Rewards offered in catching killer of Huntington Library's pet snake
A national animal rights group, PETA, is offering a $2,500 reward for help in finding whoever killed the Huntington Branch Library’s pet snake, Peaches.
The Creamsicle-colored corn snake was a fixture of the library, where it was particularly popular with children. The snake endured chemical burns and kidney damage for a week before dying from injuries in mid-March after it appears someone poured the cleaning solvent Goof Off into its tank.
PETA Director Martin Mersereau said animal abusers “are cowards. They take their issues out on the most defenseless beings available to them.”
Mersereau said local residents should be concerned about the perpetrator because those who harm animals often also commit other terrible acts — including against humans.
Shawn R. Fields, Huntington Branch Library director, agreed. “Someone who would do that to one living thing might do it to another living thing,” Fields said. “So catching whoever did it would be good for humanity.”
Another organization, Darien-based Friends of Animals, has offered a $200 reward in the case.
Reward offers are 'very nice gestures’
Fields called the organizations’ reward offers “very nice gestures” that are symbolic of a supportive and caring community.
“Hopefully, it will assist with the investigation,” Fields said.
However, he added, whether or not someone is caught won’t bring Peaches back. “And it won’t change the heartbreak it’s caused everyone, especially the kids,” Fields said.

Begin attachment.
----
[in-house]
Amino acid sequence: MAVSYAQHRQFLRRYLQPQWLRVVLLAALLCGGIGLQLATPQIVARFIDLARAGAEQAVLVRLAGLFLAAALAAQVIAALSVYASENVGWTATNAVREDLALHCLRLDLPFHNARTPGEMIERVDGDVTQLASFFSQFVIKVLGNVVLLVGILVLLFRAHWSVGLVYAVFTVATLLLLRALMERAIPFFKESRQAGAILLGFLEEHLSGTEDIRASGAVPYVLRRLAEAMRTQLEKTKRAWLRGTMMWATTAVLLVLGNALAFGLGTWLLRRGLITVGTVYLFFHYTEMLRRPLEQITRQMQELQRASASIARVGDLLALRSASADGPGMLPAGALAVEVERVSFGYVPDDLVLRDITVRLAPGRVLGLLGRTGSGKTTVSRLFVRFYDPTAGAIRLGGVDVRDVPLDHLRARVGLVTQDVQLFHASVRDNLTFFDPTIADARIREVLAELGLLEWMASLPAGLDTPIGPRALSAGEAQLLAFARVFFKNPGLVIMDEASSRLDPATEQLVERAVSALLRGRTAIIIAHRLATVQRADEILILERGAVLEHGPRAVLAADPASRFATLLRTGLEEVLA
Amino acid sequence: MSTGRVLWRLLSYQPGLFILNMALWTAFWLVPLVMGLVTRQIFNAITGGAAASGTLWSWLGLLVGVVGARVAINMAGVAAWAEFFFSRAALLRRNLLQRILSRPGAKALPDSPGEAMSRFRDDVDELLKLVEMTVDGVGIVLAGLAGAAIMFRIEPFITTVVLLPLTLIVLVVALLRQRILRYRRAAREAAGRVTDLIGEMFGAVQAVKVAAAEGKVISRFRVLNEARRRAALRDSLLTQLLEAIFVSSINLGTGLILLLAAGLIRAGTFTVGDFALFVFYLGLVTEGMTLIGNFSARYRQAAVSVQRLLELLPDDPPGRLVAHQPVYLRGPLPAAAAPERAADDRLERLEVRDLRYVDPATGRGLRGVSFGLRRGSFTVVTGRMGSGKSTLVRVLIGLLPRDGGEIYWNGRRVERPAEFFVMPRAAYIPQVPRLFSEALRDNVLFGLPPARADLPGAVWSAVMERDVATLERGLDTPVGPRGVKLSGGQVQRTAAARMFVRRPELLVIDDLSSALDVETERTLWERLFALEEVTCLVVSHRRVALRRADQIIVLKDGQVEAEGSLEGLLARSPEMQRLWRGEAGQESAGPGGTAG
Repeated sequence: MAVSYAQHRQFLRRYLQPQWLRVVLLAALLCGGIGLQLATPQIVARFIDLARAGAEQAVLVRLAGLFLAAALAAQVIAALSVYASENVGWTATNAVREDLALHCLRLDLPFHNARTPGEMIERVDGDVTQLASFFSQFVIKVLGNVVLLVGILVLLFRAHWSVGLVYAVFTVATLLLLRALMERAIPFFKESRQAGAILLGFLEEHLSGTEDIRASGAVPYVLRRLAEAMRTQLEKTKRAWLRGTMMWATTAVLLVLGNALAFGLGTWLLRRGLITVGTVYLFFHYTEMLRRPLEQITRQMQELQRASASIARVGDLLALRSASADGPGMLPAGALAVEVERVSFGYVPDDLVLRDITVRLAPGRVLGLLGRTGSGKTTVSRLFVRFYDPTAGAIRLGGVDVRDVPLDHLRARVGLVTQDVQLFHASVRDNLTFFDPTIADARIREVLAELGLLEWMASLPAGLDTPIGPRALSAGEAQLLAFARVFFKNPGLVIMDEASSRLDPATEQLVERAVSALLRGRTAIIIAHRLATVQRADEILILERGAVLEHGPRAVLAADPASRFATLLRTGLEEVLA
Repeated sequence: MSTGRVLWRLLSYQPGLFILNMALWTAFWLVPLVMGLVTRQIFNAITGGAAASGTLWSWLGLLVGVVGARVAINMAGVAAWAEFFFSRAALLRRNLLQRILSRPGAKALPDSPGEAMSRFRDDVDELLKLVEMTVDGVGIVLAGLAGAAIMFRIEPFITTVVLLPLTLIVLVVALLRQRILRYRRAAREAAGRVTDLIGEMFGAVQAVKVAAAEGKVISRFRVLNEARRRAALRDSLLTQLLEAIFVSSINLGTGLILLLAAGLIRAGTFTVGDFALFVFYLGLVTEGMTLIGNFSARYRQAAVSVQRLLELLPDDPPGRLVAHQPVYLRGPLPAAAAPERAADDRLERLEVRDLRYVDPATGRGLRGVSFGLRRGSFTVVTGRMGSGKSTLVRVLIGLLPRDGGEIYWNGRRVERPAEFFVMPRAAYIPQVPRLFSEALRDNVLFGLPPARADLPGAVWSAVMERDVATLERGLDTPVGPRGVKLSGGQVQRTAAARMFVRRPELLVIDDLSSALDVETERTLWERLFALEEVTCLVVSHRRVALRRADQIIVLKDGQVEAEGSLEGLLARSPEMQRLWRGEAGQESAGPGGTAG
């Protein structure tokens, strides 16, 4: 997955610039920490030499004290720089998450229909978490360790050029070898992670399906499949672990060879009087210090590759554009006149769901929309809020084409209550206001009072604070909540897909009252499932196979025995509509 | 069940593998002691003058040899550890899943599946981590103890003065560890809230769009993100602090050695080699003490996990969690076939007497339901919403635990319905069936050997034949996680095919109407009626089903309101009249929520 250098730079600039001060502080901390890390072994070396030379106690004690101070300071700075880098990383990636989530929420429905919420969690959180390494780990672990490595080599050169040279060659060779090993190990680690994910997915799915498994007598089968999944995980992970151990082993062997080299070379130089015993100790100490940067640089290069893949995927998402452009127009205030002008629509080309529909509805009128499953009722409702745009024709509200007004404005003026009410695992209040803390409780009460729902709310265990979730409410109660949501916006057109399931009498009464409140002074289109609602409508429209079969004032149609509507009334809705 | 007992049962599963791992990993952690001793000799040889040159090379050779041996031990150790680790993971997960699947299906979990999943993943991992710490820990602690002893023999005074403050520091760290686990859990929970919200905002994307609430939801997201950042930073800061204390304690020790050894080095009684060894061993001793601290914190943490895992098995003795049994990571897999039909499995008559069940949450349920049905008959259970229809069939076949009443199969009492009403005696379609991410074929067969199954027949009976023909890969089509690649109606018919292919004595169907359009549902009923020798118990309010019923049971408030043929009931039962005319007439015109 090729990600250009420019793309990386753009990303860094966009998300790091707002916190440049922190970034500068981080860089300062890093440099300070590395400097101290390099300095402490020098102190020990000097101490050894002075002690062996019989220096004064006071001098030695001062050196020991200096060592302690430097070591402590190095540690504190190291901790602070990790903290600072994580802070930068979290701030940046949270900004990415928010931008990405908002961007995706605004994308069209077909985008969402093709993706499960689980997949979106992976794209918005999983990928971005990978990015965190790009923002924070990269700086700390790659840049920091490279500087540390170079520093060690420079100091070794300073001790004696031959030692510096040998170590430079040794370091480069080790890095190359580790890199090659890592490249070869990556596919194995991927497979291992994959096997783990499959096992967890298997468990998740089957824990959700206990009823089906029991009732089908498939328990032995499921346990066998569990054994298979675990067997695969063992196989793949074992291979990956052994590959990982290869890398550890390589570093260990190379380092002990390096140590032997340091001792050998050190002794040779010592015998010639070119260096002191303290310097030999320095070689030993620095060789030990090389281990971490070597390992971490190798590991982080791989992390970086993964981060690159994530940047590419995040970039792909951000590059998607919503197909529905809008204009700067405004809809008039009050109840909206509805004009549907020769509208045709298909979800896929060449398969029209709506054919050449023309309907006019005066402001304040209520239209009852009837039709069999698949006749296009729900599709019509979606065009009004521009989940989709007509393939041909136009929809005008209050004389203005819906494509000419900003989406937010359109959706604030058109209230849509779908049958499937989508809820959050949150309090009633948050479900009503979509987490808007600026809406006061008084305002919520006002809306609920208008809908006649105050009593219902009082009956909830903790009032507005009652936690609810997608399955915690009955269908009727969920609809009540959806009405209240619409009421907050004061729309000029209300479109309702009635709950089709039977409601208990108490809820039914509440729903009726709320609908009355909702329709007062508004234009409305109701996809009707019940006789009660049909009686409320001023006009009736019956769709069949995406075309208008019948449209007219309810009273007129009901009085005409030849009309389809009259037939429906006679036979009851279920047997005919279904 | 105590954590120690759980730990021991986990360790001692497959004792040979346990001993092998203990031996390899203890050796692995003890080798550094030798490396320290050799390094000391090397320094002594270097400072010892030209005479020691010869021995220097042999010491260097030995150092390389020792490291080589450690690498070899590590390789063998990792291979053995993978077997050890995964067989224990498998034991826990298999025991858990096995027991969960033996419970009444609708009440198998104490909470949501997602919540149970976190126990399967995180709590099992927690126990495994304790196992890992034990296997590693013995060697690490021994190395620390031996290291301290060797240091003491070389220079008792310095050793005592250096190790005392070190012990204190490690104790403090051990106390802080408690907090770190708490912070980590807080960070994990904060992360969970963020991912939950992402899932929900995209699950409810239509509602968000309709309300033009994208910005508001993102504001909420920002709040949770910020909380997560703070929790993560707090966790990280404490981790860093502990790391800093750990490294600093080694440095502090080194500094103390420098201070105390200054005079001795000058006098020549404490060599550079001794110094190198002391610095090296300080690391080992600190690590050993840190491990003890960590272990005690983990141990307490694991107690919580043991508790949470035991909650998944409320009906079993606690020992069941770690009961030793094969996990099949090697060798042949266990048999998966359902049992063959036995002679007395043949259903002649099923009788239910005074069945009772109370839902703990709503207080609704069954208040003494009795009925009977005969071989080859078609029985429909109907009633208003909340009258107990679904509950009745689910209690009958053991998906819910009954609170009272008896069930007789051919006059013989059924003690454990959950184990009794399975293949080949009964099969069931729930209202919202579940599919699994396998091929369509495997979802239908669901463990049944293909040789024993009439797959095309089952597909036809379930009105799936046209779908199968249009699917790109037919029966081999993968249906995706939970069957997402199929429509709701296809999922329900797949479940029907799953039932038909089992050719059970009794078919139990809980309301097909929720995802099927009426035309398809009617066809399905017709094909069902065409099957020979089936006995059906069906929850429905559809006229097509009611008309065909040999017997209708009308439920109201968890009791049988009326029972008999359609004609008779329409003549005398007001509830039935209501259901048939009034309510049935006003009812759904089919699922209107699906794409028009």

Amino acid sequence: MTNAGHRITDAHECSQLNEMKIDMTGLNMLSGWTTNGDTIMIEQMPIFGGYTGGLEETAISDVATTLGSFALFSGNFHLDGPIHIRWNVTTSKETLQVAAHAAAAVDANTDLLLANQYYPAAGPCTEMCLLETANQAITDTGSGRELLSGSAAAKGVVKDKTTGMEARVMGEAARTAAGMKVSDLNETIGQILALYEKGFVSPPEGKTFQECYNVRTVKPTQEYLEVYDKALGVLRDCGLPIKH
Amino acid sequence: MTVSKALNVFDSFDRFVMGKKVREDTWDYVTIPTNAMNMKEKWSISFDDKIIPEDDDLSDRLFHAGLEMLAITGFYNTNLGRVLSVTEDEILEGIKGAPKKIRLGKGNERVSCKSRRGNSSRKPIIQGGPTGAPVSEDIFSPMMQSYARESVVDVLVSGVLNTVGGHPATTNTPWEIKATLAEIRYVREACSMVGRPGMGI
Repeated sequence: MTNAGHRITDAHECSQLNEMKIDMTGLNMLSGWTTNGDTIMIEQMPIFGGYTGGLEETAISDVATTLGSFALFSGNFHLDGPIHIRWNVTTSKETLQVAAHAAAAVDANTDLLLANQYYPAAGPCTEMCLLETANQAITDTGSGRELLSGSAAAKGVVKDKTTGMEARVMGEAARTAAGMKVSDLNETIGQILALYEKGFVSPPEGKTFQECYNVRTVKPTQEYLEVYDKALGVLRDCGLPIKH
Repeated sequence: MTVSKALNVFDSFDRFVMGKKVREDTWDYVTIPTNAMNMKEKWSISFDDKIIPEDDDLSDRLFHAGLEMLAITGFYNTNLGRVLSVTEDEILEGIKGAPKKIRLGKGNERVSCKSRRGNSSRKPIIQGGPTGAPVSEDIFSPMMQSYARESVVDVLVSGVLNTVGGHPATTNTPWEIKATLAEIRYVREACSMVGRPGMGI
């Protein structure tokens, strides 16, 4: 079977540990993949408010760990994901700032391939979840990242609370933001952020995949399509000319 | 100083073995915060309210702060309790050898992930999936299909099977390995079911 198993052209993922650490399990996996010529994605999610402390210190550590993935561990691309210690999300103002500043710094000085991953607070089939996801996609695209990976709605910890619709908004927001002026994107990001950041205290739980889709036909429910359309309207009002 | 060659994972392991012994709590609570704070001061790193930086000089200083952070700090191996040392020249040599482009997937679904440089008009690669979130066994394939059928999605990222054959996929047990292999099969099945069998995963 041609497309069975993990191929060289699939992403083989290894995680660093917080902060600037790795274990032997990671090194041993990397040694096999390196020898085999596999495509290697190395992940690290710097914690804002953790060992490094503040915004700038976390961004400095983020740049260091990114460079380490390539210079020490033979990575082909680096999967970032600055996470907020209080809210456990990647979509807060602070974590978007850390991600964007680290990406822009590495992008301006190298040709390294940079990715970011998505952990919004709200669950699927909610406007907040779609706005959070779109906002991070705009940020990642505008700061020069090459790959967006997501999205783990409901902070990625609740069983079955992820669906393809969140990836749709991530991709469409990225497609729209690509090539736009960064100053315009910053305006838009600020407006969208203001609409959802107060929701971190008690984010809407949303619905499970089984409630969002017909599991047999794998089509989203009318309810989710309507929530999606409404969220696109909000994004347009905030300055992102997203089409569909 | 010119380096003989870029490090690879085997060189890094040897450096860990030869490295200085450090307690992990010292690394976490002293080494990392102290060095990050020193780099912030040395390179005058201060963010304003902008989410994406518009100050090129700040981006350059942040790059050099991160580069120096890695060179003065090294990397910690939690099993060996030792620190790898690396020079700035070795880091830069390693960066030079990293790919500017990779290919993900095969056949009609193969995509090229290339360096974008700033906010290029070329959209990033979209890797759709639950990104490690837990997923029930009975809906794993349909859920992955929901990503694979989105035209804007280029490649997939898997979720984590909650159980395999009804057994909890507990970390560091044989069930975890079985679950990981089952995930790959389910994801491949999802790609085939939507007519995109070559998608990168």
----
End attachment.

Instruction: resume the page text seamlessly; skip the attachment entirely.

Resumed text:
Children continue to visit the library every day and find out the snake is no longer there, he said. One girl ran out of the library because she couldn’t comprehend that the snake wasn’t there anymore.
Another young girl offered to donate her own pet snake to the library, according to Fields.
In fact, the library has received multiple offers for donated snakes. One person even showed up at the library unsolicited with a snake to give them — which is not advisable.
Fields isn’t sure whether the library will get another snake, although some parents support the idea. “They don’t want their kids to go without that experience,” he said.
Any library pet needs to be fine for extended periods if left unattended, Fields stressed, such as during a major snowstorm.
No arrests yet in the case
Police have yet to make any arrests in connection in the library snake case. Fields has been in communication with the police. He said officers “are doing a great job” with the investigation.
The PETA reward is for information leading to the arrest and conviction of the person or persons responsible for the crime.
PETA officials said they are offering the reward because it “might be the only way to apprehend those responsible for this heinous act.”
The Friends of Animals group, while offering a reward, appears to oppose the idea of people having snakes as pets.
“Exotic pets don’t fare well because wild animals, snakes included, are unable to have the freedom of full lives, and are too dependent on human care for their well-being and survival,” states the Friends of Animals website.
Anyone with information about the case is asked to call Shelton police Det. Richard Bango at 203-924-1544.